Leg Up on Performance

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Riding your horse without using your legs is like swimming without kicking your feet. You can still keep your head above water, but you’re going to struggle and you aren’t going to get very far.

Your legs are the underpinning of your horse’s performance. Even when they are not actively cueing the horse, they bear the majority of your weight—so their position, good or bad, impacts both your balance and your posture in the saddle. 

My favorite exercise for building the perfect leg is called “stand-up-sit-down.” Nothing works better to make your legs both strong and correct.

**For the full article, pick up the November 2007 issue of HORSE ILLUSTRATED.**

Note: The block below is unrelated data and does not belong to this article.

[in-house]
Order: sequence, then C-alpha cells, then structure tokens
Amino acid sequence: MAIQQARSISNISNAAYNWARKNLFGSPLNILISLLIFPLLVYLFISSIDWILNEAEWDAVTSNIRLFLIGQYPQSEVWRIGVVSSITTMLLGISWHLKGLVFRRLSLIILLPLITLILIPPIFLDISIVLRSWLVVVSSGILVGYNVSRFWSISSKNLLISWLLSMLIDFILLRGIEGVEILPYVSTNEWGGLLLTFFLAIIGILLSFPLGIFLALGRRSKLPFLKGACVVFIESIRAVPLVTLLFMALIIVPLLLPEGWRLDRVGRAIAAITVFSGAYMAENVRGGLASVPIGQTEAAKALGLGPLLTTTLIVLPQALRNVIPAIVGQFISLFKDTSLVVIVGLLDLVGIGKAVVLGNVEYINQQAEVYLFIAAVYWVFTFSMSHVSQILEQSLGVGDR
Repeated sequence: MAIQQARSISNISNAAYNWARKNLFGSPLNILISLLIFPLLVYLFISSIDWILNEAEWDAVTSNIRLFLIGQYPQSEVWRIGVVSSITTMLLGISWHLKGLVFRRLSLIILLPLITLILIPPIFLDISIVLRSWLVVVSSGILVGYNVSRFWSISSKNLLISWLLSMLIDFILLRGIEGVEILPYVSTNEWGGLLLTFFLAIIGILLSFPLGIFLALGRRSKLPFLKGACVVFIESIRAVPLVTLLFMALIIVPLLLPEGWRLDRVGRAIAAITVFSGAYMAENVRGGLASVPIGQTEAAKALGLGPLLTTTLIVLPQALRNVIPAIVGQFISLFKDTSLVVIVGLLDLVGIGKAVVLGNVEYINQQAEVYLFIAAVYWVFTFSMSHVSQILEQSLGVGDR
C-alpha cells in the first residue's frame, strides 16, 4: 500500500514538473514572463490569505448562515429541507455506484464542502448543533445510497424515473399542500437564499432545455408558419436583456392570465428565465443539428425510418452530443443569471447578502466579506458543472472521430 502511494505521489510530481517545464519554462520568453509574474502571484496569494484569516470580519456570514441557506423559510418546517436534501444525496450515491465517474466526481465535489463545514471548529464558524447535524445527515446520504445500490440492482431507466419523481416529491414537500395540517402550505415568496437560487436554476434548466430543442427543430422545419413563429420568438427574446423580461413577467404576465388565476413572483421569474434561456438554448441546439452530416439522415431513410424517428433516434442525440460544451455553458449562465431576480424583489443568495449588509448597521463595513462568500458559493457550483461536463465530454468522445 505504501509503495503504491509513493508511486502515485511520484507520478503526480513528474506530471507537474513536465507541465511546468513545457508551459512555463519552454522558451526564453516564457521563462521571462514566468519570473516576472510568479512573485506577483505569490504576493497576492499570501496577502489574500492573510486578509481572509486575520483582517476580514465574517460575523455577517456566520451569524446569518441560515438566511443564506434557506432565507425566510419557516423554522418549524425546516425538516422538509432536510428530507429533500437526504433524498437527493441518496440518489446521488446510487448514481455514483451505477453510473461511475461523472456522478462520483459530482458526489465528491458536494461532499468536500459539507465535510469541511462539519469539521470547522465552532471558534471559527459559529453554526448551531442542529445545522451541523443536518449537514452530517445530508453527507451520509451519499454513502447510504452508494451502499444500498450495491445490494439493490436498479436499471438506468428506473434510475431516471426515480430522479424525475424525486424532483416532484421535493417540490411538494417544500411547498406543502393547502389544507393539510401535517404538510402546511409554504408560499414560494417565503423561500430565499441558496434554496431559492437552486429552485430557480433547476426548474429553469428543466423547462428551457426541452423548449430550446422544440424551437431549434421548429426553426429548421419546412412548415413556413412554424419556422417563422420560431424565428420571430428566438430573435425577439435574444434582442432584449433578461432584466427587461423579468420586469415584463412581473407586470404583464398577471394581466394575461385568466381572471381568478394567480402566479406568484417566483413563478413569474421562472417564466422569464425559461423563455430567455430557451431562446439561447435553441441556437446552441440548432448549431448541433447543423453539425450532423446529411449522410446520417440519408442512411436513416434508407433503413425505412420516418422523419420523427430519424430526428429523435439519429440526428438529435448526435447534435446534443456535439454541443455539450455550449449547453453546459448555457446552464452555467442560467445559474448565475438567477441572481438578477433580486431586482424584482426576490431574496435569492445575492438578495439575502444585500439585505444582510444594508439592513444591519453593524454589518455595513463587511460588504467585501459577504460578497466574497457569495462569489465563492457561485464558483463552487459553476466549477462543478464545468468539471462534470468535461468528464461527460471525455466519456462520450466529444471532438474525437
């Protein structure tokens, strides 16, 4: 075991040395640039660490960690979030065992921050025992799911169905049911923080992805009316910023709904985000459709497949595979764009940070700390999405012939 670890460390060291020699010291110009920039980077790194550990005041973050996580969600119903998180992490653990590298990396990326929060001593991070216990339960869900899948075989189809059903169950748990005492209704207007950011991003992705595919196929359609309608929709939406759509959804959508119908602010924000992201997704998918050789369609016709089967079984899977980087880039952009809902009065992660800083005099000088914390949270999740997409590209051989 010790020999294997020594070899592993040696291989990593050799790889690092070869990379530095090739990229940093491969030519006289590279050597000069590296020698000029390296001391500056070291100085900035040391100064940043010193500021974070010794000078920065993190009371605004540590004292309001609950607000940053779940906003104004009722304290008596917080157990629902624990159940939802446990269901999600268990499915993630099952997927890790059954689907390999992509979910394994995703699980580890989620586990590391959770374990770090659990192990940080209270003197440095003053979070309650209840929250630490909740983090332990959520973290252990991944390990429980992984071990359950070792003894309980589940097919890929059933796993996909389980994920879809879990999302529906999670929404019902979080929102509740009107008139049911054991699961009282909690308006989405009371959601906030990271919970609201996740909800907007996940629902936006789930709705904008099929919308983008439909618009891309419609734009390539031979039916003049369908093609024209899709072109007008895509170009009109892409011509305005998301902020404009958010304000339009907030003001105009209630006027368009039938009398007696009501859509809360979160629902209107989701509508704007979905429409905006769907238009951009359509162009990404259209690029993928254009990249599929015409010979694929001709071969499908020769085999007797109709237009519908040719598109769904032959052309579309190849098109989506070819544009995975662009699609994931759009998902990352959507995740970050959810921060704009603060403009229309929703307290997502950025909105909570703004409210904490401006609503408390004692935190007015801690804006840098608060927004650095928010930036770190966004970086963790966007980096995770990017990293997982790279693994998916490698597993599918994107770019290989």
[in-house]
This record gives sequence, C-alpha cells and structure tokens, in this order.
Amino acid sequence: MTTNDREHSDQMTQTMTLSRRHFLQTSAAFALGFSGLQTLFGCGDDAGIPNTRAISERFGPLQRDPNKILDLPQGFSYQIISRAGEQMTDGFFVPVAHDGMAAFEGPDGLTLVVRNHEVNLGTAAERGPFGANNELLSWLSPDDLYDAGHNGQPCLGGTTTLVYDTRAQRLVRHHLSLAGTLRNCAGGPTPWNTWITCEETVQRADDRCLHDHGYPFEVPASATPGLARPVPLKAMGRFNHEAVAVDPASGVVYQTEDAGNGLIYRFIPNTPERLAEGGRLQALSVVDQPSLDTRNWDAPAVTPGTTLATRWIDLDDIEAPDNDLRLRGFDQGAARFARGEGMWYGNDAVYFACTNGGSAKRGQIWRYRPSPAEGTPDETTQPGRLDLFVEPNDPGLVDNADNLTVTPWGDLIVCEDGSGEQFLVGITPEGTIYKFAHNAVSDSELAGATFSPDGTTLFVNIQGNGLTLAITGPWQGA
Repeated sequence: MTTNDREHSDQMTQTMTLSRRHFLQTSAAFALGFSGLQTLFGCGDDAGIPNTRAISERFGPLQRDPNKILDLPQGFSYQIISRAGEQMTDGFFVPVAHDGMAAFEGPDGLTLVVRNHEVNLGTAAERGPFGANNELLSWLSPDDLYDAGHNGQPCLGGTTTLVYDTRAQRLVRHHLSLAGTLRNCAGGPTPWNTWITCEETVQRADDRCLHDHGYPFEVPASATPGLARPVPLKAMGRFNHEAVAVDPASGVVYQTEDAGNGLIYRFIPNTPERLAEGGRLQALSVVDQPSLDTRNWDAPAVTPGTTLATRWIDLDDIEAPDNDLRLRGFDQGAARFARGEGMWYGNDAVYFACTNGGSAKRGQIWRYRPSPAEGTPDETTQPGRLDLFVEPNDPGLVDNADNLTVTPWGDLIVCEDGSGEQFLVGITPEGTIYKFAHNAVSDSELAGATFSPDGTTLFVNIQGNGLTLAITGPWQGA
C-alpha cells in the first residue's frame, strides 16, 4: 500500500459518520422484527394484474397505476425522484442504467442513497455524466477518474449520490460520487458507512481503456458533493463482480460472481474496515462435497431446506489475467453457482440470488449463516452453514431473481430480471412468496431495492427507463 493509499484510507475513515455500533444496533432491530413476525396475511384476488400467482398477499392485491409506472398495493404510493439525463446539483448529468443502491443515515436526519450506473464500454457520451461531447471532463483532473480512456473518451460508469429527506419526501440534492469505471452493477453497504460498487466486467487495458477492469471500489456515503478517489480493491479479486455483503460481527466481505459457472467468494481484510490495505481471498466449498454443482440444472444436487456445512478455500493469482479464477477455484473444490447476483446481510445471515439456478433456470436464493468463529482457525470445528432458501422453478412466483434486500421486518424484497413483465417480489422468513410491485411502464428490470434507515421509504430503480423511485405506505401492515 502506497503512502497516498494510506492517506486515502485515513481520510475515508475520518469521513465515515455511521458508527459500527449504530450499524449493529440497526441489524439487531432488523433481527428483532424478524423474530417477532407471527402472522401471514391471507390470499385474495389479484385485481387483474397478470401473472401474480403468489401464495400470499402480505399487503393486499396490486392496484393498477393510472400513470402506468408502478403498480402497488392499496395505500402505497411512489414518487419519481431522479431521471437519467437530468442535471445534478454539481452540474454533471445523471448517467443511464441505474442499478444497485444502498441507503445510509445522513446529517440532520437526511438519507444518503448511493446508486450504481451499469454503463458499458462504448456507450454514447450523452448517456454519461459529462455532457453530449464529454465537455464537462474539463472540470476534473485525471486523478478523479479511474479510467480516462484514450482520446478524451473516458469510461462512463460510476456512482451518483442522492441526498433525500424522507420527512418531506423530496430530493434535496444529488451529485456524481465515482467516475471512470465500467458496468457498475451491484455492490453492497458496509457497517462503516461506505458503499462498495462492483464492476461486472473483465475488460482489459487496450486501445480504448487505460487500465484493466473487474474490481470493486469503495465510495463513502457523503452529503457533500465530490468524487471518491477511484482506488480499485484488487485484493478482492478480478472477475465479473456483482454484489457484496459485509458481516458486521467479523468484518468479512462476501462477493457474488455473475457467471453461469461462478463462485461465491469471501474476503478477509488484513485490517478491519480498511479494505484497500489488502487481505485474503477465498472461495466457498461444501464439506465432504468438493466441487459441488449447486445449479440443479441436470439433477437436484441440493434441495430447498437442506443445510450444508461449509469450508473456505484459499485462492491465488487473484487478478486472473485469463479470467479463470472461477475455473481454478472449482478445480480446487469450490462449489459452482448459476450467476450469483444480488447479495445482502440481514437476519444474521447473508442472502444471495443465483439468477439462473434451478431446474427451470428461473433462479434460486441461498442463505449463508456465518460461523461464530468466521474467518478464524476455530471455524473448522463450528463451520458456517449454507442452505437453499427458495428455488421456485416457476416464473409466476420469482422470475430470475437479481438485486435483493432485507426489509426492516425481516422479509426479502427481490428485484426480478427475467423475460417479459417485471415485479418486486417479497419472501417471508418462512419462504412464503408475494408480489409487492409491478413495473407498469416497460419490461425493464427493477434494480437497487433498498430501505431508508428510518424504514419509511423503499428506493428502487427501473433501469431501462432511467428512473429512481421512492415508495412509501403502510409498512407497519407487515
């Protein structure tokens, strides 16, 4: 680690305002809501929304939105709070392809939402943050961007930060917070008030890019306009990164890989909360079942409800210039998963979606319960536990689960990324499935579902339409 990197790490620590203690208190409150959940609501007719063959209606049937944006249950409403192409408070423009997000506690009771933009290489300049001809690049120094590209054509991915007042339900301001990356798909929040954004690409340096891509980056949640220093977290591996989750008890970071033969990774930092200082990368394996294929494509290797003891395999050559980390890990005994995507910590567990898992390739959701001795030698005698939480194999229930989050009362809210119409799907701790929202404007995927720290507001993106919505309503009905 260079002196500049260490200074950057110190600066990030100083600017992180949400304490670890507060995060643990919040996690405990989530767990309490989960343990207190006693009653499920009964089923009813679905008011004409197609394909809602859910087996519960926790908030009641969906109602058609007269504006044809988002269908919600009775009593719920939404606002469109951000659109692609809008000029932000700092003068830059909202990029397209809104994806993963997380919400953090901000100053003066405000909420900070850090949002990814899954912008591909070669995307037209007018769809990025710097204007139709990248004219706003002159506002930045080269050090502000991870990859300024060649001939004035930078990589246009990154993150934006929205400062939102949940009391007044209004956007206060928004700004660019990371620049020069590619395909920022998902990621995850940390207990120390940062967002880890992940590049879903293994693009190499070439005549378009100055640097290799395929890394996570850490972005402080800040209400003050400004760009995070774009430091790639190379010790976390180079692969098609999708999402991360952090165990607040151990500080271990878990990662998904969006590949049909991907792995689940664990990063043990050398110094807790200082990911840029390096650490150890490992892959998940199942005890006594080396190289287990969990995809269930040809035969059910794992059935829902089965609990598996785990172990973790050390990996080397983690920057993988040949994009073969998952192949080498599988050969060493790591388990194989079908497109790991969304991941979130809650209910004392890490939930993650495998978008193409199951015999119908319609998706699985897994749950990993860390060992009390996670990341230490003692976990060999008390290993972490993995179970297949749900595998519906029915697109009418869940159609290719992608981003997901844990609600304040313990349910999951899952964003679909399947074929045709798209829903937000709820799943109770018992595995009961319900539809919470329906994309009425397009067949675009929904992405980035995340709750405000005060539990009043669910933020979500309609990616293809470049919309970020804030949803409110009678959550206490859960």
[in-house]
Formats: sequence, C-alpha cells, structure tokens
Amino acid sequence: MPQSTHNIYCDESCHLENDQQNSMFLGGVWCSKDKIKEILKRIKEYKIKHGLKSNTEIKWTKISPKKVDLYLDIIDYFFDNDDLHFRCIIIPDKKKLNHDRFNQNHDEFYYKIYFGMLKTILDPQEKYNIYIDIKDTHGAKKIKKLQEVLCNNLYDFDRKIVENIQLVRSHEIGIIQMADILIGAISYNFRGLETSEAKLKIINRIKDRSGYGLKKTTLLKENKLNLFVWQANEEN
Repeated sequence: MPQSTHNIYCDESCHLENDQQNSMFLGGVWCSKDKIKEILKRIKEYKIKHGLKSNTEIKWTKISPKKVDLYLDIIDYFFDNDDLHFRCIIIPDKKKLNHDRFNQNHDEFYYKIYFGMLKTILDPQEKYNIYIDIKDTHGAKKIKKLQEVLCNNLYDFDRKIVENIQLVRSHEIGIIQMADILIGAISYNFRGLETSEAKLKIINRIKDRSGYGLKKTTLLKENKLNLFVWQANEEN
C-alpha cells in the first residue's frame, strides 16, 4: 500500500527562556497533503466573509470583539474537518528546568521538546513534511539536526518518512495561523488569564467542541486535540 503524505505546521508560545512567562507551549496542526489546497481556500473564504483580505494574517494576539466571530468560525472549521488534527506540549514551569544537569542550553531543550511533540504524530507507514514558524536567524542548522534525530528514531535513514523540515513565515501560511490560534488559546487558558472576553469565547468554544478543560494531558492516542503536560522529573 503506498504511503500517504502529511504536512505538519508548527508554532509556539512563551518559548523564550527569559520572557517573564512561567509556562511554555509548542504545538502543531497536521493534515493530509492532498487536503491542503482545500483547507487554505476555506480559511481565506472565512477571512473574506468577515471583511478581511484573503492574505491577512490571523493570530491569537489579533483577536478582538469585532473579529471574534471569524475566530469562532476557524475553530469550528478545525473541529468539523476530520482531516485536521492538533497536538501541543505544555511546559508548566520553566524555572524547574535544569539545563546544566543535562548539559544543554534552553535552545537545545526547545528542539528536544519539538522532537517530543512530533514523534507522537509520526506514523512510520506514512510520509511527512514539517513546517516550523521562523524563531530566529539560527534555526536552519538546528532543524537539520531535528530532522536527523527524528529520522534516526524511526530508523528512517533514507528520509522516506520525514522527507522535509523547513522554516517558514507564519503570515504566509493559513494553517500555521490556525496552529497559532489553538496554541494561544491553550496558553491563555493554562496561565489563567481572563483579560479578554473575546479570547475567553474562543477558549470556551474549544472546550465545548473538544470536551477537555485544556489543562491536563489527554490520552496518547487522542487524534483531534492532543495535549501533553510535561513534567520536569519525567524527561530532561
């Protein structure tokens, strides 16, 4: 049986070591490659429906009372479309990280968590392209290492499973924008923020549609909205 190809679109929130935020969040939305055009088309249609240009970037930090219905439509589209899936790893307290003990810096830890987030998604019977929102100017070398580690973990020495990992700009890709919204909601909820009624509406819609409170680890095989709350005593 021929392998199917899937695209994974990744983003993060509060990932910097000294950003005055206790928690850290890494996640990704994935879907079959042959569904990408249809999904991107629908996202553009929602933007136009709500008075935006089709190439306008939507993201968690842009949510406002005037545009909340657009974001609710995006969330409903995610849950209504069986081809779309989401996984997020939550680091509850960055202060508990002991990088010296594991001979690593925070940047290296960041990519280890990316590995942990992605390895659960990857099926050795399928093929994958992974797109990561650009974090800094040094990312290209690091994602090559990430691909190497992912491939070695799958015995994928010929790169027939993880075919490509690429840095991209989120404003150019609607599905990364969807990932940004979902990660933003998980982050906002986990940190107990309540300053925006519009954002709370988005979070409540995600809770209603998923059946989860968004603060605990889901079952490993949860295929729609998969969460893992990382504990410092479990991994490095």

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Dale Rudin is a Certified Horsemanship Association (CHA)-certified riding instructor, welfare-centered trainer, rehabilitation specialist, saddle fitter, and certified equine nutritionist. She is a founding member of Force-Free Tennessee, an animal advocacy organization that promotes humane, low-stress training and handling of all animals. Dale's No. 1 goal is to create joyful experiences for horses and the people who love and care for them. She uses compassionate, reinforcement-based training methods that reduce stress and benefit the horse both emotionally and physically, and specializes in restoring health and wellness to horses with mild to severe physical, emotional, and behavioral issues. Dale offers instruction and consultations in person and online. She accepts horses for training and rehab at her farm, Lyric Valley Ranch in Santa Fe, Tenn., which is also the home of Pure Joy Horse Haven, a sanctuary for traumatized and abused horses (purejoyhorsehaven.org).

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